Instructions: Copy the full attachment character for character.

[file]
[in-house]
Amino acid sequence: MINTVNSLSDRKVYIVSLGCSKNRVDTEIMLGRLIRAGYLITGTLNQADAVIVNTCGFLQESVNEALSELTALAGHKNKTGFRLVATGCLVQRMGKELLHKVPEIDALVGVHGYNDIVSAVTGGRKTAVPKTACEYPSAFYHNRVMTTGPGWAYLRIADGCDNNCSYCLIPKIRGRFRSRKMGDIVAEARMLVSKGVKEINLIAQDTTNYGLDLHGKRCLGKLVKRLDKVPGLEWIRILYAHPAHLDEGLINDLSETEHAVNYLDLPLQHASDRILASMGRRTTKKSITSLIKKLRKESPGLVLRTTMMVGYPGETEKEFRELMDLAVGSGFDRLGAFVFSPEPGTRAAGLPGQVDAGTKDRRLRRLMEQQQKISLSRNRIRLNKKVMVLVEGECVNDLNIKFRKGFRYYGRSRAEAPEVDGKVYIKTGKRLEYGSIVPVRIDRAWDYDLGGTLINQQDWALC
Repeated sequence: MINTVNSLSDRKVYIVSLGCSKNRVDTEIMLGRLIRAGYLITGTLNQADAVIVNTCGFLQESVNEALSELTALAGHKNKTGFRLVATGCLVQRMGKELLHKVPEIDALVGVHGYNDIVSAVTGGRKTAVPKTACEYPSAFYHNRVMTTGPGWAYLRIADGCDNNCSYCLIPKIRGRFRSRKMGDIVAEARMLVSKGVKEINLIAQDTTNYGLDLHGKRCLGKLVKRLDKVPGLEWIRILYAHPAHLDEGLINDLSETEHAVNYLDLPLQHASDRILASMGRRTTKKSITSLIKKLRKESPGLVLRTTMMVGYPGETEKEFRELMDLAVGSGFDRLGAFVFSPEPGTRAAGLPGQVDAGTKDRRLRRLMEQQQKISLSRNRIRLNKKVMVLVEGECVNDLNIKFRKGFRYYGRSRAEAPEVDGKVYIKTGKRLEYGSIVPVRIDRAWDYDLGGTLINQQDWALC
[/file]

[in-house]
Amino acid sequence: MINTVNSLSDRKVYIVSLGCSKNRVDTEIMLGRLIRAGYLITGTLNQADAVIVNTCGFLQESVNEALSELTALAGHKNKTGFRLVATGCLVQRMGKELLHKVPEIDALVGVHGYNDIVSAVTGGRKTAVPKTACEYPSAFYHNRVMTTGPGWAYLRIADGCDNNCSYCLIPKIRGRFRSRKMGDIVAEARMLVSKGVKEINLIAQDTTNYGLDLHGKRCLGKLVKRLDKVPGLEWIRILYAHPAHLDEGLINDLSETEHAVNYLDLPLQHASDRILASMGRRTTKKSITSLIKKLRKESPGLVLRTTMMVGYPGETEKEFRELMDLAVGSGFDRLGAFVFSPEPGTRAAGLPGQVDAGTKDRRLRRLMEQQQKISLSRNRIRLNKKVMVLVEGECVNDLNIKFRKGFRYYGRSRAEAPEVDGKVYIKTGKRLEYGSIVPVRIDRAWDYDLGGTLINQQDWALC
Repeated sequence: MINTVNSLSDRKVYIVSLGCSKNRVDTEIMLGRLIRAGYLITGTLNQADAVIVNTCGFLQESVNEALSELTALAGHKNKTGFRLVATGCLVQRMGKELLHKVPEIDALVGVHGYNDIVSAVTGGRKTAVPKTACEYPSAFYHNRVMTTGPGWAYLRIADGCDNNCSYCLIPKIRGRFRSRKMGDIVAEARMLVSKGVKEINLIAQDTTNYGLDLHGKRCLGKLVKRLDKVPGLEWIRILYAHPAHLDEGLINDLSETEHAVNYLDLPLQHASDRILASMGRRTTKKSITSLIKKLRKESPGLVLRTTMMVGYPGETEKEFRELMDLAVGSGFDRLGAFVFSPEPGTRAAGLPGQVDAGTKDRRLRRLMEQQQKISLSRNRIRLNKKVMVLVEGECVNDLNIKFRKGFRYYGRSRAEAPEVDGKVYIKTGKRLEYGSIVPVRIDRAWDYDLGGTLINQQDWALC